[This is a response by me to a comment in Janeites about negative modern attitudes toward women who choose to have many children]
I've often been accused of being anachronistic, i.e., that I try to graft a 21st century perspective on JA's 19th century world. Well, as I will show below, the question of serial pregnancy is a perfect example of the reverse, i.e., where my discoveries are very helpful in bringing the 21st century reader BACK TO the 19th century, so as to better understand JA's writing.
JA wrote during a time when serial pregnancy was (and had been for a very long time previously) a game of Russian roulette for married women--and the longer each wife was forced to run that "gauntlet", the greater the risk of death in childbirth.
It's hardly surprising, therefore, that JA---who lived in her world and NOT our modern Western world where pregnancy and childbirth are infinitely safer propositions--maintained such a fiercely and often sarcastically negative attitude toward serial pregnancy throughout her ENTIRE adult life. The evidence for this is overt in her letters, and---as I will demonstrate conclusively at the JASNA AGM in a few months, and at much greater length in my book---COVERT in her novels.
This is one particularly good example of how my discoveries can greatly inform one's reading of JA's novels, and knowledge of her life.
This issue of death in childbirth was clearly at the top of JA's agenda for things in her world that she hated. Because some commentators have not realized this, some have speculated that she hated children, or that she thought women should not have large numbers of children per se. My research has shown me that this is NOT the case at all. I believe she loved children--all the evidence in her letters entirely coincides with the report of her in this regard--but she was against serial pregnancy because she perceived that in most cases, the wives had no choice whatsoever, and many wives were serially pregnant not because (as is the case with yourself) they wanted to be, but because they were forced to be. In many cases, it either killed these wives, and in many more, it just plain wore them out physically.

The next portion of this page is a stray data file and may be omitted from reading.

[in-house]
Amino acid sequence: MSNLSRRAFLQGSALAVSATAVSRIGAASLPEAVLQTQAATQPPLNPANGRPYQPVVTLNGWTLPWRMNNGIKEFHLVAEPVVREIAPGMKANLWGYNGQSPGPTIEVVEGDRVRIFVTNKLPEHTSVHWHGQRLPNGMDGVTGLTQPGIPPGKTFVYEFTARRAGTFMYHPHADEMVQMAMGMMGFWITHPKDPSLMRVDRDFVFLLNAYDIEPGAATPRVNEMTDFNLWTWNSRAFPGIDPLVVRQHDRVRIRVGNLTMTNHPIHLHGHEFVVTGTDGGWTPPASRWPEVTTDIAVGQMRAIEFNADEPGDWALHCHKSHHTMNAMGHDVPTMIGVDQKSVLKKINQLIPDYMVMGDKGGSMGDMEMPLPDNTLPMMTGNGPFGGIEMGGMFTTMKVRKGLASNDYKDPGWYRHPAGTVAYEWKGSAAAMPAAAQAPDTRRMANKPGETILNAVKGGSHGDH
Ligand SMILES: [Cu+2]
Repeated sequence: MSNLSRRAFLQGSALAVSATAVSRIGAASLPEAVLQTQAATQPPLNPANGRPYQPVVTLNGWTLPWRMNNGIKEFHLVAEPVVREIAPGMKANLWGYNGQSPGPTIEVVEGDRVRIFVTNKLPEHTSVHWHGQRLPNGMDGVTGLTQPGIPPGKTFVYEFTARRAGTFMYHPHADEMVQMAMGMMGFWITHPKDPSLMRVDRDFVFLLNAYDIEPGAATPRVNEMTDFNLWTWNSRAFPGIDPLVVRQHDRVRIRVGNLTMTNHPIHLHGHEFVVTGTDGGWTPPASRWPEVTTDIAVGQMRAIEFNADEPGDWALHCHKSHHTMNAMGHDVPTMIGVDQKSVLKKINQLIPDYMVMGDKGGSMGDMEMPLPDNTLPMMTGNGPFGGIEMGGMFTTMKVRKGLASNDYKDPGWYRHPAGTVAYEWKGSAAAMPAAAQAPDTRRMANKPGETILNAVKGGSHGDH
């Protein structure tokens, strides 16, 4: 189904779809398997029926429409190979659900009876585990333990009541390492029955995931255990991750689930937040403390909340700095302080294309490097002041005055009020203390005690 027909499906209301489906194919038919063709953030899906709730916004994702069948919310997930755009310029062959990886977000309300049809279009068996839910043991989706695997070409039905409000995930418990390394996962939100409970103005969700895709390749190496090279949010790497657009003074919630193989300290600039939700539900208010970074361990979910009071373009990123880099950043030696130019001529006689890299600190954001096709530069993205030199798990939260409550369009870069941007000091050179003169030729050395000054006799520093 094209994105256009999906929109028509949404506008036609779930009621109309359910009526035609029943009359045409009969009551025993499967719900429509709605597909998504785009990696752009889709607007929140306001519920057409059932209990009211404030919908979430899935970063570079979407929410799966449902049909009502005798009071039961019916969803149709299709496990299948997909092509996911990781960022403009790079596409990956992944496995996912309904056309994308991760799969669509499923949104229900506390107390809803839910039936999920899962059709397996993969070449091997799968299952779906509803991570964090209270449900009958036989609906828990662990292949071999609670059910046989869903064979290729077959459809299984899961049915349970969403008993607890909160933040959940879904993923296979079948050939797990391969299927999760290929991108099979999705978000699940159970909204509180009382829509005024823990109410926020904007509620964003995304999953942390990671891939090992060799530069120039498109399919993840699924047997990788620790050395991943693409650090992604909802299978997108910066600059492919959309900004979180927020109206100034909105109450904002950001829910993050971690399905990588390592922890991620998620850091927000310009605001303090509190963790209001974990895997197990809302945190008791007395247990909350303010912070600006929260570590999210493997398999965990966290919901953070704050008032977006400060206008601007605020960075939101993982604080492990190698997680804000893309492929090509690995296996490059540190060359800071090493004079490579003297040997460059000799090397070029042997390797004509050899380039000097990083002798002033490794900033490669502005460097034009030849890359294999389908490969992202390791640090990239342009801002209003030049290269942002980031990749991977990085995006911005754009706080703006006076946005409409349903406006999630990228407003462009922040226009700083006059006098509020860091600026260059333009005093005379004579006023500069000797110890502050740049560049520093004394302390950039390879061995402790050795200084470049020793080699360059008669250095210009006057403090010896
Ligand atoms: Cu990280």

The paradigmatic example, which tells it all in a sentence, is the family anecdote (I believe it was in Fanny Austen Knight's childhood diary) that when Edward Austen Knight came home from a trip, he kicked Fanny out of her mother's bed, so he could sleep with his wife, Elizabeth Bridges Austen Knight---who only a few years after that died at age 35 after having given birth to ELEVEN children who survived (and probably a few miscarriages and stillborn births, in addition) in 17 years.
What is most remarkable about that story is how UNREMARKABLE it was at the time, it was a story being played out all across England, repeatedly.
So, it follows that the feminist issues of Regency Era England were profoundly different from those of modern Western society, but...the feminist issues in many non-Western countries TODAY seem, to me, to be uncannily similar to those of JA's England. I recently read an article about a conference where Melinda Gates and many others spoke out strongly about death in childbirth in many Third World countries. So JA's message, as my discoveries bring it to full light, may be 2 centuries late for our world, but it could not be more timely for THEIRS!
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- The Hunger Games’s Veiled Allusion to Shakespeare’s Titus Andronicus
- Darcy's "We neither of us perform to strangers": a Radical New Interpretation
- August Wayne Booth in Once Upon A Time: Jane Austen Really IS Everywhere in 2012!
- 20 shades of hero/villain Mr. Darcy